Insights Into Tool Creation and Career Transitions
Joshua Levitz has developed new approaches to study G protein-coupled receptors, a type of receptor found in cell membranes. He created a method to manipulate the activity of these receptors with synthetic chemical photo-switches. Levitz's work will affect the study of brain circuitry, including circuits involved in depression, and our understanding of the molecular basis of G protein-coupled receptor signaling. For these accomplishments, Levitz received the Nemko Prize in Cellular or Molecular Neuroscience in 2015. Here, he discusses his research and other topics.
What was it like creating new approaches in your research? What character traits did you rely on to keep moving your work forward?
For me, the key to tool development is maintaining as interdisciplinary a perspective as possible. The general idea is that you're going to be able to bring something from one field into a new context, often moving from a more biophysical concept into a physiological setting. At the same time, one must have a good understanding of the applications for which their prospective tool would be most valuable so they can anticipate the technical hurdles that must be overcome. For these reasons, the key to developing a tool that's useful is being able to move between a number of different fields in a fluid way and to constantly refine your approach to suit its application.
I think the same traits that allow one to succeed in any type of research are especially true in tool development. The key is to maintain a good balance between having the perseverance to make something work and honesty about whether the approach you have chosen is actually going to work — so knowing when to drop something and pivot is crucial.
I think it's also really important in tool development to be honest about when more traditional approaches work and to not be dismissive of the classical methods. There is always a trade-off for any given tool, and awareness of these shortcomings will allow one to choose and harness them most effectively.
Ultimately, what do you hope to accomplish with your research?
I'd like to understand more deeply how specific signaling molecules — in particular G protein-coupled receptors and ion channels — contribute to brain function at all levels ranging from synaptic transmission to behavior. This means integrating mechanisms from molecular, cellular, and circuit levels, and using them to ultimately gain a deeper understanding of the pathophysiology and treatment of neuropsychiatric disorders.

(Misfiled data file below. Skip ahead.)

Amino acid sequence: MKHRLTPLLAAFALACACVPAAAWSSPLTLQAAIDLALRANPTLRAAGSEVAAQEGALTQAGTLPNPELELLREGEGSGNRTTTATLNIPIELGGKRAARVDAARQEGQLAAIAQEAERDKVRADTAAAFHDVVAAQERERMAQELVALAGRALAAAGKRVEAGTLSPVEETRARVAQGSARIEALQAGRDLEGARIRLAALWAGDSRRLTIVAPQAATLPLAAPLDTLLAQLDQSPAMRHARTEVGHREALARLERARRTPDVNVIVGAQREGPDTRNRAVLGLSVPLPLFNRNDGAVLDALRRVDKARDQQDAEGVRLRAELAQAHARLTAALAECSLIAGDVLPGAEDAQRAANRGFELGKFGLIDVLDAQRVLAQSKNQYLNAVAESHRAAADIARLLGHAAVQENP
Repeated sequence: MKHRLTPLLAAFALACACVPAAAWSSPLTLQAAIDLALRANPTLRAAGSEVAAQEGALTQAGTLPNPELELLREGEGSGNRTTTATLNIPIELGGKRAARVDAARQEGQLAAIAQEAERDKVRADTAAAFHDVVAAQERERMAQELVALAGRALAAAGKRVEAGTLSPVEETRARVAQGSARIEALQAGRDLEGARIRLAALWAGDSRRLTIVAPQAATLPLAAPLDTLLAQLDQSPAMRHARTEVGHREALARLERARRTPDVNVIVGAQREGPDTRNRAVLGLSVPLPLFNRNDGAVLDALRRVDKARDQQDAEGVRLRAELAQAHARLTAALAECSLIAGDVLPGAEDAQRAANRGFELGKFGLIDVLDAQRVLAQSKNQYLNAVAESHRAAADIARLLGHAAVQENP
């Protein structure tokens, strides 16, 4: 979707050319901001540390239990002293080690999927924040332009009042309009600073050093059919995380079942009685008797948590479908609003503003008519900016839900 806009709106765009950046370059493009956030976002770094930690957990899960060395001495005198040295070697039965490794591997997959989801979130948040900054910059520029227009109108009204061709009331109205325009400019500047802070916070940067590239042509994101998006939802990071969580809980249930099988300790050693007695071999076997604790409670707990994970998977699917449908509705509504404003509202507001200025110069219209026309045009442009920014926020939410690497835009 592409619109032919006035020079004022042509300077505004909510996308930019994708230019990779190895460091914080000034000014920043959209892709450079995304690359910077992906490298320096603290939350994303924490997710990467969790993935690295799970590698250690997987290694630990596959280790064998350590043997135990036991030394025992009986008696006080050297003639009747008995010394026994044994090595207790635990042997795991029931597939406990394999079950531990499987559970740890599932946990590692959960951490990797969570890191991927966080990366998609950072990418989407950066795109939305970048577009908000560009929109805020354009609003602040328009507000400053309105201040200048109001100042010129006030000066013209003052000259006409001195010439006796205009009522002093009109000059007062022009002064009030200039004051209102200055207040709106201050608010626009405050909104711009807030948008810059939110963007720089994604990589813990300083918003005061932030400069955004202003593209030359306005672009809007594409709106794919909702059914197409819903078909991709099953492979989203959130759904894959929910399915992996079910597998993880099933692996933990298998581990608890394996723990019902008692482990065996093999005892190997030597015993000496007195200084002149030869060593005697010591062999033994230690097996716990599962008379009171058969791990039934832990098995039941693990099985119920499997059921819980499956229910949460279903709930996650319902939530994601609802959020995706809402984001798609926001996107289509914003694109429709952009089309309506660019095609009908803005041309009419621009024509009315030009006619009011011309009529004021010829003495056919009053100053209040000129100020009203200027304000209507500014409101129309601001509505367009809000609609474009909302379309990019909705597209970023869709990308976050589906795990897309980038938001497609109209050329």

While earning your PhD, you took the time to teach and mentor. What did you learn from those experiences?
Teaching was really crucial for widening my view and reminding me to stay broad in my assessment of biology and neuroscience. It allowed me to reconnect with broader principles of biochemistry and molecular biology, rather than the really focused, specific problems within my research. This let me find interesting parallels, understand more about biology history, and forced me to think about the relevance of my work beyond a narrow subfield. On a more practical level, teaching also made me much better at presenting and contextualizing my work for a diverse audience.
Both mentorship and teaching have made me feel more connected to the broader scientific community because they reinforce that science is driven by a continuum of students ranging from undergraduates to grad students to postdocs. It gives you a little perspective that the scientific universe is quite vast, and you're really part of a larger endeavor of people working with overlapping goals, which can be very inspiring.
What was transitioning from graduate student to postdoc like for you?
It was very painless because I stayed primarily in the same lab and merely took on another mentor. This transition has allowed me to extend the work that I started during my PhD and to expand into a number of inter- and intra-lab collaborations. By collaborating on a number of different aspects of GPCR and ion channel signaling, I've been able to enhance the impact of my work and tackle more problems at once.
Do you have any advice for other neuroscientists in the early stages of their careers?
On an intellectual level, I think it's very important to try to balance diving deeper and deeper into some specific phenomenon and broadening one’s perspective at the same time to find more context for your work. In my case, I've continued to go deeper into the nitty gritty of molecular biophysics of glutamate receptors, but I've tried to balance that with expanding into the disease relevance of these receptors to understand them in the broader circuit context.
It's also important at all stages of your career to be very open to collaboration and take on new projects that come your way, even if they are not what you would have necessarily gravitated to in a vacuum. Especially when you're young, it is important to avoid being judgmental of other areas or levels of study. In the molecular neuroscience world, it becomes easy to have a form of what I call “molecular chauvinism,” where you're very dismissive of behavioral or systems neuroscience. At the other end, if you're working at those higher order levels, to stay aware of the underlying molecular mechanisms also seems invaluable. Ultimately, I think people who can integrate findings between these different levels are going to be the most successful neuroscientists.
Another key at early stages of one’s career is to constantly seek advice, on both the scientific and career levels, from as broad of sources as possible. At the same time, you have to develop your own point of view and make your own decisions and be a little bit weary of unsolicited advice.